Thursday, July 25, 2013
Eugenio Chicas, President of the Supreme Electoral Tribunal in El Salvador recently visited CIS to give us an update on the TSE’s work for next year’s Presidential election. In 2006 El Salvador began the process of moving to a system of residential voting – making polling places much more accessible to all Salvadorans. And now Chicas and his staff are moving rapidly to complete a system of residential voting everywhere in the country – vastly expanding the polling sites. This process would be difficult to complete anywhere – finding local sites, notifying every voter of their new polling place, allowing for people to ask for changes, training up sufficient numbers of election workers to staff so many sites and making sure that everyone has proper documents for voting here. But in El Salvador there are additional challenges. Chicas told us about the struggle to locate voting sites in areas controlled by gangs and the difficulty in securing those sites using the national police or even the army, and making sure that people who live in one gang territory don’t have to vote in another gang territory.
Despite the challenges of rapidly completing all this work, Chicas said that the challenges posed by the competing political parties and their candidates may be greater. This year there are already five declared Presidential candidates and he anticipates another announcement soon. Each of those parties and candidates has the right to have observers in every polling place – and each of them is very interested in the work of the Tribunal – both the system here in El Salvador and new systems being created to accommodate voting by Salvadorans in the diaspora around the world. In 2014 Salvadoran citizens living outside the county will be able to vote by mail for the first time if they have registered to vote and have a valid DUI. Chicas also made the note that there is a very low number of people registered because ARENA blocked the emission of the DUI outside the country for two years. They did not start emitting DUI’s until December of 2012 and people were not able to register to vote until the end of May*. They have also had problems because the TSE does not have an adequate budget to do publicity. By law, the candidates are not allowed to campaign until 90 days before the election but the parties are already running advertisements, putting up billboards, hosting events, and making public statements. It promises to be an interesting and wild six months leading up to the February 2nd election and the very likely March 9th run-off.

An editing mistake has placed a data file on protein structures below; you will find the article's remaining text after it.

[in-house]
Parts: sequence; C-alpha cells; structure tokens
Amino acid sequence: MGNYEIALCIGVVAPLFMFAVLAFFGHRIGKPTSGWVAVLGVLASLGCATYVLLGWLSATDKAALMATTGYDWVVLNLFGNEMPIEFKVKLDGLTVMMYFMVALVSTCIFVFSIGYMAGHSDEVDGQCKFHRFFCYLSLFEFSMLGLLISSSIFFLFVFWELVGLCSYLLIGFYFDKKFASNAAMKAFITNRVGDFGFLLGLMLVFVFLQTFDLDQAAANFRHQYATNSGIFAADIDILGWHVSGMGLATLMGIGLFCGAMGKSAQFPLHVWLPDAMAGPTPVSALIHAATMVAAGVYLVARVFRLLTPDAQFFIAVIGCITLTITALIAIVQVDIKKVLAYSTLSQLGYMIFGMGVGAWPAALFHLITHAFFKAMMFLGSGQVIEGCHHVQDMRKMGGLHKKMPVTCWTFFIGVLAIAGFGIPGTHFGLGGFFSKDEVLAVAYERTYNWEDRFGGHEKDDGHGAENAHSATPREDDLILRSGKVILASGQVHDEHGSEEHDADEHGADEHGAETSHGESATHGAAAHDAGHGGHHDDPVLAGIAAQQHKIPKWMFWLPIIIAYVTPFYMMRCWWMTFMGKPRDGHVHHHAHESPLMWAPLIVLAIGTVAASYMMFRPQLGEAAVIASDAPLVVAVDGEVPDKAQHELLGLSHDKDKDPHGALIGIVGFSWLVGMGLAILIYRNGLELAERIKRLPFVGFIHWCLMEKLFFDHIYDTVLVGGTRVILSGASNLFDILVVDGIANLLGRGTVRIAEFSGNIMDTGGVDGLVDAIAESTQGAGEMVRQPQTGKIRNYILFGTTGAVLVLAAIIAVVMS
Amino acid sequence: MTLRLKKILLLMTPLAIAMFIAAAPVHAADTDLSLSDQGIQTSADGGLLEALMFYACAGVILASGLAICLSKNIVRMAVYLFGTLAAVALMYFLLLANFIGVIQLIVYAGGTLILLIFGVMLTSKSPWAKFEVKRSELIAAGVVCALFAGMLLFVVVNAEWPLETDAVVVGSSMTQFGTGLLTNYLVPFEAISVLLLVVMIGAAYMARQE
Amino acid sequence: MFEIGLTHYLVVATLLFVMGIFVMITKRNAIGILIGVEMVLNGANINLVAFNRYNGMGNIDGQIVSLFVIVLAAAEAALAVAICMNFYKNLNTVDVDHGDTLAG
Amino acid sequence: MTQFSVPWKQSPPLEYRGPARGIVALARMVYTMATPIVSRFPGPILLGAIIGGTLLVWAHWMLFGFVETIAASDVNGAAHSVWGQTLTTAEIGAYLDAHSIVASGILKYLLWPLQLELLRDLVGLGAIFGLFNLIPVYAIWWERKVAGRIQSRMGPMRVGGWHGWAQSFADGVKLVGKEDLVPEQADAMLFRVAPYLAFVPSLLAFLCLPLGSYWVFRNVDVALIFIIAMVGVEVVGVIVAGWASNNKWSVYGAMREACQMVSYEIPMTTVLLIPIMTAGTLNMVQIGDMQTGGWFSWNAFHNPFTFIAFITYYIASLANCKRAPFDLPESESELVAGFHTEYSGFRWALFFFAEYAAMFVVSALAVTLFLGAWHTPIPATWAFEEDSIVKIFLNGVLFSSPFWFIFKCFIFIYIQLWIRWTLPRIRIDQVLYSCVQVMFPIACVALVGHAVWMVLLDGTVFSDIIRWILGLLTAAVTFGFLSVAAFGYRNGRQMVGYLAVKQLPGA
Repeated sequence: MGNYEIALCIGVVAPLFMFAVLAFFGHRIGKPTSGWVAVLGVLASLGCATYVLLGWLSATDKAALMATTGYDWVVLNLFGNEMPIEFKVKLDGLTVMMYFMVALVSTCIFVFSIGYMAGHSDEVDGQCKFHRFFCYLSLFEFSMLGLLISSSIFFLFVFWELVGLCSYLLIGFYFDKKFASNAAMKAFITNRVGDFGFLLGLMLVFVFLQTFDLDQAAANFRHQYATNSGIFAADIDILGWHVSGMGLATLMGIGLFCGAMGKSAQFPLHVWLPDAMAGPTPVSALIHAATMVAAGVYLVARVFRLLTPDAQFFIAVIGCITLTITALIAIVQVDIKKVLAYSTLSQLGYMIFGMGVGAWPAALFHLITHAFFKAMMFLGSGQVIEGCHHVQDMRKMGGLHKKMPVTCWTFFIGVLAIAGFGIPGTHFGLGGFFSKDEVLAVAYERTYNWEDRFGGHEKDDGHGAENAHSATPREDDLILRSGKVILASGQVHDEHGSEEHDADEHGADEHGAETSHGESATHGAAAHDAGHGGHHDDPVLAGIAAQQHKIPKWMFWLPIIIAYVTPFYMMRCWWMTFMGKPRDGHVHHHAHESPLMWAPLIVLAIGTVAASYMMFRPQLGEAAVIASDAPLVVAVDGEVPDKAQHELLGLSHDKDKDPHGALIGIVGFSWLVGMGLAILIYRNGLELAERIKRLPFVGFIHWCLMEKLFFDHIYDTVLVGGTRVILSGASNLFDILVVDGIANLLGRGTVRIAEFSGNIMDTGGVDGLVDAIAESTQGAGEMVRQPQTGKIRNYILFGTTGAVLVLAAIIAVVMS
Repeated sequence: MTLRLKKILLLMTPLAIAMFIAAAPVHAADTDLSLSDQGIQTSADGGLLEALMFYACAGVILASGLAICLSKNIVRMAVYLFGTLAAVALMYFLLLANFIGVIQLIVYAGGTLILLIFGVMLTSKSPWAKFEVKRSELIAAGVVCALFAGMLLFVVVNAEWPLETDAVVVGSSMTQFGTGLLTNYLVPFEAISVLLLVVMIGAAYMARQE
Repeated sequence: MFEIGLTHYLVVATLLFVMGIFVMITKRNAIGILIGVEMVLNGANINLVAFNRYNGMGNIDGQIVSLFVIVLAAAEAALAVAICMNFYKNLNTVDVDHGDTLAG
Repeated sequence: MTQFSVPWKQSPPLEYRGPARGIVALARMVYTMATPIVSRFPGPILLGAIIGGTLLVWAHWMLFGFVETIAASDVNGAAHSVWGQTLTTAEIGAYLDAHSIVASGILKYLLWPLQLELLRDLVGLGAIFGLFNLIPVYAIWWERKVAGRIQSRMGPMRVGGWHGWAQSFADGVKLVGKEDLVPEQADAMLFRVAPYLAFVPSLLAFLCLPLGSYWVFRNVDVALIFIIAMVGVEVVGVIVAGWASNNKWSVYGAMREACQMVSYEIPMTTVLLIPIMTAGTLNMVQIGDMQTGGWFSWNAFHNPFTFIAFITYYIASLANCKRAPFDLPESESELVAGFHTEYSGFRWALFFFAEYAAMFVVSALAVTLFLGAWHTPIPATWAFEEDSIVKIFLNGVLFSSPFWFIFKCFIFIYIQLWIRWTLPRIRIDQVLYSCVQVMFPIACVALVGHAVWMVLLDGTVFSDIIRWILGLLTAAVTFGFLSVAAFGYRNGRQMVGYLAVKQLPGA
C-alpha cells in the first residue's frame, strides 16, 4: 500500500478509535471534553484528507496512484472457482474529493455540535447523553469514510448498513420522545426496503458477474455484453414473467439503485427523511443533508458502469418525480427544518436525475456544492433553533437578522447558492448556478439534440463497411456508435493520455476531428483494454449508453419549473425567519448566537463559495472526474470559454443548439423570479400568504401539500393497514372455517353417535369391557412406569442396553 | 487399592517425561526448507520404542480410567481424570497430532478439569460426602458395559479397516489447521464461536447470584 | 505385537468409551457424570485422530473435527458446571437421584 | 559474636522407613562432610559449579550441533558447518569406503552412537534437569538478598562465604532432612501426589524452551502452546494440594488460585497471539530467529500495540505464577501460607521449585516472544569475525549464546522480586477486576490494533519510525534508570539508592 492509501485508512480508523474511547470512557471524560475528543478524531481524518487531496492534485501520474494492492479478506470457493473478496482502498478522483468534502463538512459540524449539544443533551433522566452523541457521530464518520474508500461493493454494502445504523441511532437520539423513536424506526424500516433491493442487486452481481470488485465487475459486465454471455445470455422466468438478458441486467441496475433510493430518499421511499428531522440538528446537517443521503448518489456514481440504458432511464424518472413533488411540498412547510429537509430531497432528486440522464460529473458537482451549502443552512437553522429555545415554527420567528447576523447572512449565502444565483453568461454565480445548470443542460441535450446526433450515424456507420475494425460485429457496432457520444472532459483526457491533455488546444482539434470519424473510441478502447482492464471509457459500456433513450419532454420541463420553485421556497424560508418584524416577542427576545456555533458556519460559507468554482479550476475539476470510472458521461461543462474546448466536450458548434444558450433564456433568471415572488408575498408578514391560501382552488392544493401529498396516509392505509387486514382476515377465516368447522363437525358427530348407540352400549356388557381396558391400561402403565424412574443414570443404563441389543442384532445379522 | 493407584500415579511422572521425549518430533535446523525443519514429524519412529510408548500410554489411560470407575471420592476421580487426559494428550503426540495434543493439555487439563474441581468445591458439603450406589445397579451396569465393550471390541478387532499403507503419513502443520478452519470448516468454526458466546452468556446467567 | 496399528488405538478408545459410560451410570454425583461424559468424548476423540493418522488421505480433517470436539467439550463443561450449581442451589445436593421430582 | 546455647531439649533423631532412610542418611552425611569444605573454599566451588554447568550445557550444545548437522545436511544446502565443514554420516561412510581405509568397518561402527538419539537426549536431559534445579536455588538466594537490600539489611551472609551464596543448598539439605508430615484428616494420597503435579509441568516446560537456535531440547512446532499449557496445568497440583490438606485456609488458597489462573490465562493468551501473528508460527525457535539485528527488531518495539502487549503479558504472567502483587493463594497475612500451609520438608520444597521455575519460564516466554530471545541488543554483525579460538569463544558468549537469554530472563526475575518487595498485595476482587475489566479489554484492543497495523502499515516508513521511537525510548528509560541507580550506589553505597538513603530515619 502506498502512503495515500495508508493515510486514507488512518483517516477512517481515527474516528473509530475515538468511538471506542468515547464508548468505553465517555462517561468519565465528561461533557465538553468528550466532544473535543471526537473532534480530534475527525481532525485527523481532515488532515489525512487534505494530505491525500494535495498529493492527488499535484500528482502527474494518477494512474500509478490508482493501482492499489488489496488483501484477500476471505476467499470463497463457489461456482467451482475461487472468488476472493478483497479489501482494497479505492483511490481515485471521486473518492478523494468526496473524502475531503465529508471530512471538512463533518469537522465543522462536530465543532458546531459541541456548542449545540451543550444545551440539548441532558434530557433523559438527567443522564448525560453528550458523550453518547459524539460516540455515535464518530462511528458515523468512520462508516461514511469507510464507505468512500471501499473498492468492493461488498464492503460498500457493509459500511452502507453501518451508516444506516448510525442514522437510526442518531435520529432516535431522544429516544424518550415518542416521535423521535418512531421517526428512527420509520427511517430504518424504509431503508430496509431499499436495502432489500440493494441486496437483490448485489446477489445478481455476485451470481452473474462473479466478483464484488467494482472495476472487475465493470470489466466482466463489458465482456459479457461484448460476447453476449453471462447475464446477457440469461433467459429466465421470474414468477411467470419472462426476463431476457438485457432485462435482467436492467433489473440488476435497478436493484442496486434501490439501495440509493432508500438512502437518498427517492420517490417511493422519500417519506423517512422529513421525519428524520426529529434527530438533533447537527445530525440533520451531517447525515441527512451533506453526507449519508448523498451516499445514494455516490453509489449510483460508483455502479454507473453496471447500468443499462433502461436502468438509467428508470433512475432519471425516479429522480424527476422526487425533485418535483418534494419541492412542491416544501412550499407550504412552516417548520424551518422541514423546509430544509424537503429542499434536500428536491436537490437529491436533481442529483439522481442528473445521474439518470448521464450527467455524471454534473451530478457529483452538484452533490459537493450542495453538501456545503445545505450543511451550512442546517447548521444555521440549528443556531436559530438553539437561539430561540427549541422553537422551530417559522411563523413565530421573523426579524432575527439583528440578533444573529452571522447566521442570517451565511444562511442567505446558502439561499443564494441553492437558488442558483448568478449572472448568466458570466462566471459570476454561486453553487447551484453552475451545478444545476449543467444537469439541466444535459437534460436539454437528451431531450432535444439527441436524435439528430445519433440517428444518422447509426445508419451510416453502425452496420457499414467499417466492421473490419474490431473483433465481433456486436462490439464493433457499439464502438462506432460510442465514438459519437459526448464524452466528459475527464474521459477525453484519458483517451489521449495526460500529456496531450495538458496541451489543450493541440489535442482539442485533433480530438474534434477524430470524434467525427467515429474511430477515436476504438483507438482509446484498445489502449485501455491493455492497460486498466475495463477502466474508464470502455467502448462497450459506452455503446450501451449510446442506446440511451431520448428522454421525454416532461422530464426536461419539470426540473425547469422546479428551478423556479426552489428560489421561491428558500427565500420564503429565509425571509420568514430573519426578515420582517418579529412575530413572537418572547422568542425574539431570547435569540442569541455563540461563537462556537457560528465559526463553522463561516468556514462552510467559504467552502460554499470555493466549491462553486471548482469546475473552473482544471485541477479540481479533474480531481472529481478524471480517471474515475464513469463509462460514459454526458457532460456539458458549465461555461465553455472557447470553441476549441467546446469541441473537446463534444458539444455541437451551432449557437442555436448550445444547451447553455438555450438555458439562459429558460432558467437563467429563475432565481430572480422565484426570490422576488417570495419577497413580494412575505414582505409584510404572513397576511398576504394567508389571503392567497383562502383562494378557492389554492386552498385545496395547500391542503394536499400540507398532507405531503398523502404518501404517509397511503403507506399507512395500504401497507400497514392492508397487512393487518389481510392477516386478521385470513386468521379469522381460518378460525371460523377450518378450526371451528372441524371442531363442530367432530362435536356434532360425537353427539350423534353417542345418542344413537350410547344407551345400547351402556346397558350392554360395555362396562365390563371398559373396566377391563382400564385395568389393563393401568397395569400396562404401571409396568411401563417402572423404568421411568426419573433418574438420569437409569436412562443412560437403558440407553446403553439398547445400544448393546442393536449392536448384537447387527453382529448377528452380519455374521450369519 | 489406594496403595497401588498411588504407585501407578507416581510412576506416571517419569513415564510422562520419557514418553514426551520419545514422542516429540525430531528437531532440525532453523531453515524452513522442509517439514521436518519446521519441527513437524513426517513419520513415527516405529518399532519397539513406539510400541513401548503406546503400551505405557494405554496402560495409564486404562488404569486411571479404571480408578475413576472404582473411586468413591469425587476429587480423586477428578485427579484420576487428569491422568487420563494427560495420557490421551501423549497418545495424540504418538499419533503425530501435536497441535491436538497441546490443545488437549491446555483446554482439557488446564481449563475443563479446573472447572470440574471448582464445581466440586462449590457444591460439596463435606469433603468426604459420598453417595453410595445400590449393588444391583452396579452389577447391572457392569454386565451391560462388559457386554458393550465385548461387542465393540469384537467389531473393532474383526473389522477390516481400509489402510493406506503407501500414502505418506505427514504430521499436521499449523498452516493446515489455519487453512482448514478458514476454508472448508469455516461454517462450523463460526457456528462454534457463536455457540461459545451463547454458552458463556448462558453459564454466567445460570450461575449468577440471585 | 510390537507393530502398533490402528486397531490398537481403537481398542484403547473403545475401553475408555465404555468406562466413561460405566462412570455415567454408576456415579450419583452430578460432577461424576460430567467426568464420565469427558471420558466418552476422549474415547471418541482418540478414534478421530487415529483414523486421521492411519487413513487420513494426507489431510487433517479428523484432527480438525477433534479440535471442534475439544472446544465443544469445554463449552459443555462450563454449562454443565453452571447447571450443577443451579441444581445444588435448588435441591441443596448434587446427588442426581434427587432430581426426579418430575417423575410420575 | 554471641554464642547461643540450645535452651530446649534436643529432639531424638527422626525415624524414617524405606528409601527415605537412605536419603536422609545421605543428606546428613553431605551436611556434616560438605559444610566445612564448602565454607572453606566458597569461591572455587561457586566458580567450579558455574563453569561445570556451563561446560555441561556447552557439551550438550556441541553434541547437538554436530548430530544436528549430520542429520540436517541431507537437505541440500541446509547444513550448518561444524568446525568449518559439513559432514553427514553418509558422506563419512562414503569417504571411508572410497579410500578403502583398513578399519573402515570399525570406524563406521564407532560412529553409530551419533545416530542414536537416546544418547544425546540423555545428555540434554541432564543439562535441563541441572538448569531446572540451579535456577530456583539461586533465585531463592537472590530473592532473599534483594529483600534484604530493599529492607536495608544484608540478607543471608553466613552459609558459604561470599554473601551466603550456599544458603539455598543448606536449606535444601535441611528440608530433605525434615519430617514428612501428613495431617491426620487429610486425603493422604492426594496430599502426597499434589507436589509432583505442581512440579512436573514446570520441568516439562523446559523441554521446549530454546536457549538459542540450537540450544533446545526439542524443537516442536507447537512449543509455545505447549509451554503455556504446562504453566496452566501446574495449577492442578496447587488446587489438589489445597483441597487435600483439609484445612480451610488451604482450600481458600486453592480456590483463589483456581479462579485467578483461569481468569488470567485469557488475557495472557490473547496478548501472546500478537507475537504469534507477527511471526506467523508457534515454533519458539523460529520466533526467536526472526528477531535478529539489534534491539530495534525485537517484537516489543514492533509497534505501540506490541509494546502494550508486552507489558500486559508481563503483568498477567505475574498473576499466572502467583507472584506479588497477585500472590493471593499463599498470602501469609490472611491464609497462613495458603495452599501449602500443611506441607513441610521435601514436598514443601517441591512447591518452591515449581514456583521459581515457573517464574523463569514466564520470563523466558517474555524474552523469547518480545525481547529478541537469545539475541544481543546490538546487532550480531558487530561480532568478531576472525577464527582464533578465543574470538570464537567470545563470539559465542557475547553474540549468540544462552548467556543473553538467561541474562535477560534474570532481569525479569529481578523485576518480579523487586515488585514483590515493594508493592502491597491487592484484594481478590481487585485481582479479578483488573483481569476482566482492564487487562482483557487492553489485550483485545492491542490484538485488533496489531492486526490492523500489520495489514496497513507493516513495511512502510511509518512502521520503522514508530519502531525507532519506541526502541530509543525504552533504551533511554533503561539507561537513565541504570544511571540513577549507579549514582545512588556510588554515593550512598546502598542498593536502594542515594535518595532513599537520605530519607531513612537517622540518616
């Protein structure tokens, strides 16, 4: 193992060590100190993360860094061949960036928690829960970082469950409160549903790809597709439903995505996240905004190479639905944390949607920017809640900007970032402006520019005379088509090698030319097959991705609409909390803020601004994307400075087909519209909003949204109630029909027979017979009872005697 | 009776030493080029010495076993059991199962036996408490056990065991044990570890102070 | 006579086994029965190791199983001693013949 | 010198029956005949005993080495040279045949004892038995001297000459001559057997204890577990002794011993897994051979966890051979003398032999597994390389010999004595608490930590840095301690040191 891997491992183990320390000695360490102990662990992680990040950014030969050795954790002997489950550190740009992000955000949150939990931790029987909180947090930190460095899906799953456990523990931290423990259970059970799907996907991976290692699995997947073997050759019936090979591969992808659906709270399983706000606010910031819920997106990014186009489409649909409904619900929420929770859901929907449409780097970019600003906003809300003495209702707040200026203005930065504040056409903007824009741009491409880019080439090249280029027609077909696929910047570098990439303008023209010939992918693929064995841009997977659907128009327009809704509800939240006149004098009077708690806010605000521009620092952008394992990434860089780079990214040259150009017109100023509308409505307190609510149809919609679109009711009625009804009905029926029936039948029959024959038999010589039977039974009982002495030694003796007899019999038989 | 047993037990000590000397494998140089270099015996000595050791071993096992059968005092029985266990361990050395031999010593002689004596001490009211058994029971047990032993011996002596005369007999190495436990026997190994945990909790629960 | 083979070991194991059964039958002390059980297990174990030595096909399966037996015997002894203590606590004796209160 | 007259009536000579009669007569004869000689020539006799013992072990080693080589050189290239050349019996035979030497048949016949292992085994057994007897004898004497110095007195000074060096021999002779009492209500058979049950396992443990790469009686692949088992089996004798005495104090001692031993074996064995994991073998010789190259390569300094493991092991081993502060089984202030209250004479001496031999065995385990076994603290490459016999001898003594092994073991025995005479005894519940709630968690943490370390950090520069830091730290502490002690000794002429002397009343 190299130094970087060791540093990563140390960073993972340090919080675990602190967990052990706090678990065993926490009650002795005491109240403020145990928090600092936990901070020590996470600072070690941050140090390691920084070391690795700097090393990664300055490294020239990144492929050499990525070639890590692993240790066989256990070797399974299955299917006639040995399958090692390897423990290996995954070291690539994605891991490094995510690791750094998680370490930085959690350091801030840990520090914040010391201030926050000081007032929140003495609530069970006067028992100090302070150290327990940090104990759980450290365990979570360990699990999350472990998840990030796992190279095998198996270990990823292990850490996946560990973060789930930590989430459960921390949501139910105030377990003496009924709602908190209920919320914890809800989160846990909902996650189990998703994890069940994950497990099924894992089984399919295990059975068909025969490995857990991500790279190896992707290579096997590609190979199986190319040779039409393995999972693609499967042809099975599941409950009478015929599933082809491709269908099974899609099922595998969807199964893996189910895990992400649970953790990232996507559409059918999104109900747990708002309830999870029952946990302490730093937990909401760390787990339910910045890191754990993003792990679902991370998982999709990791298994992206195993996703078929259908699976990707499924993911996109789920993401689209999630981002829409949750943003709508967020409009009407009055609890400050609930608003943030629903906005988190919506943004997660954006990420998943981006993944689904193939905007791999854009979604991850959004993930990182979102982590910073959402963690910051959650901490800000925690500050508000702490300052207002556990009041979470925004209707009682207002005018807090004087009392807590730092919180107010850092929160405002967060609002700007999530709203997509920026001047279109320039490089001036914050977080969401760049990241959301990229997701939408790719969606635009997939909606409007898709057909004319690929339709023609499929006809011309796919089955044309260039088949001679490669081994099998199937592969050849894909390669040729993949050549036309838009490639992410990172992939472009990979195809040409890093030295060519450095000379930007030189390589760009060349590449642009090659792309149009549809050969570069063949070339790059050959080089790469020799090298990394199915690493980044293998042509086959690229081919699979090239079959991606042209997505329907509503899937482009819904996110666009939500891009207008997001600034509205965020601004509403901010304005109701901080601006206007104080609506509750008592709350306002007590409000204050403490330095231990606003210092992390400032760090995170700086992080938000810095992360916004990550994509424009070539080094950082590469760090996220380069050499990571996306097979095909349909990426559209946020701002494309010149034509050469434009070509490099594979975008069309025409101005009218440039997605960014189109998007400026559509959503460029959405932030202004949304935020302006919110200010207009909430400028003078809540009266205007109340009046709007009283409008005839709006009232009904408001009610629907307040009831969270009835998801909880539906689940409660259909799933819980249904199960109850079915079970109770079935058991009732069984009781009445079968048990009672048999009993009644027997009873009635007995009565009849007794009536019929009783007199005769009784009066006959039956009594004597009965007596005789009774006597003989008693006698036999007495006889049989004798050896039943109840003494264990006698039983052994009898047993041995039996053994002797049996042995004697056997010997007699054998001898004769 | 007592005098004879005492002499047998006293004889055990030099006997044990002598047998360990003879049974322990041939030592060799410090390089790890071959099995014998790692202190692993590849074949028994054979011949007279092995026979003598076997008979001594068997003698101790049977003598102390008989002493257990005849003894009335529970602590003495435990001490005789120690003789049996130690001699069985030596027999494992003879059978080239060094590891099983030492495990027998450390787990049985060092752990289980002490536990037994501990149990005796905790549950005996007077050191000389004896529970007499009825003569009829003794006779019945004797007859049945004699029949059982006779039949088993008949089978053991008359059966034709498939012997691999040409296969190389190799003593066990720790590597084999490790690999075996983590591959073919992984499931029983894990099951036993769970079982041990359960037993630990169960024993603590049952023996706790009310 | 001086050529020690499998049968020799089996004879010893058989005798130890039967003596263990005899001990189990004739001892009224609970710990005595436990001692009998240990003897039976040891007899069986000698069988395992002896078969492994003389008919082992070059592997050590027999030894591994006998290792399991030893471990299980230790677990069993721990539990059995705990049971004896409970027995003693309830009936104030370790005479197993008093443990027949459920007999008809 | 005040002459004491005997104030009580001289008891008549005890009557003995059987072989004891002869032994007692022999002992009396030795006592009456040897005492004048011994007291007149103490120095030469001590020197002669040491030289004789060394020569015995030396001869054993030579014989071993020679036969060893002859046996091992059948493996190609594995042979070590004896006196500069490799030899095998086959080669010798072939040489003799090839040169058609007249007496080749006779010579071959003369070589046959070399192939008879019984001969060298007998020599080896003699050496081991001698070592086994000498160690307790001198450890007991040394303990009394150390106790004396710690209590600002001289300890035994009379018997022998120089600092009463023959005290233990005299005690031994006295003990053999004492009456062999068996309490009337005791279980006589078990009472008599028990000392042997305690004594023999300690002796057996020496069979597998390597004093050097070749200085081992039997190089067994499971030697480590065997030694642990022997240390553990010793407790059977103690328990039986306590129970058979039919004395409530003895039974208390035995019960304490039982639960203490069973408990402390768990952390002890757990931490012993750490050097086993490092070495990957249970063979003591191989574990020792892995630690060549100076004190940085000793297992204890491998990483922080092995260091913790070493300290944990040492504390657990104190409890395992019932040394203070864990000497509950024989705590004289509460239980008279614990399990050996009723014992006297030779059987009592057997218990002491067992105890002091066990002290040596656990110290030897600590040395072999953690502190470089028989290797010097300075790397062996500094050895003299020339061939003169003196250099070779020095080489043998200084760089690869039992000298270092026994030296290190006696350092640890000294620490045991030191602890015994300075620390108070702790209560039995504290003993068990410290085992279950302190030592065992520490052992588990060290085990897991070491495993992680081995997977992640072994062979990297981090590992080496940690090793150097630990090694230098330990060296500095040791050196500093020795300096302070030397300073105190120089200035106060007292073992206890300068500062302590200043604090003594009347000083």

At CIS, we need you. We need long term volunteers to help organize the mission starting November 2nd or January 2nd. We also need international observers be a part of the one week long mission January 27th- February 4th and very likely run off mission March 3rd-March 11th. As an international observer or volunteer you will help to insure that the elections here are fair, without fraud, and democratic. So, check out the attached information and submit your application.
More information on Election Observation check out our website or email us: firstname.lastname@example.org.
Information on volunteering and how to apply (Spanish required and at least three month commitment)
Information on observing and how to apply (No Spanish required, 9 day mission)
*For more information on how to register to vote go to the TSE's website
Thursday, July 11, 2013
La Escuela de Español acompañó las luchas de la comunidad LGBT. Primero se visitó a la Organización Entre Amigos. Joaquín Cáceres explicó a los y las estudiantes la historia de la Asociación y la problemática actual de la comunidad en El Salvador, principalmente los crímenes de odio y la persecución de los y las activistas locales.
The Spanish school accompanied the struggles of the LGBT community. First they visited the organization “Entre Amigos” (Among friends). Joaquín Cáceres explained to the students the history of the association and the current issues the community in El Salvador faces, mainly hate crimes and persecution the local activists.
In the classes, we reflected about sexual diversity as a human right. Each student shared his or her opinion.
En las clases, reflexionamos sobre la diversidad sexual como un derecho humano. Cada estudiante compartió su opinión.
Además tuvimos una pequeña participación en las actividades programadas por la comunidad LGBT como la Plegaria Rosa.
In addition we had a small participation in the LGBT community's activity the Pink Prayer Ceremony.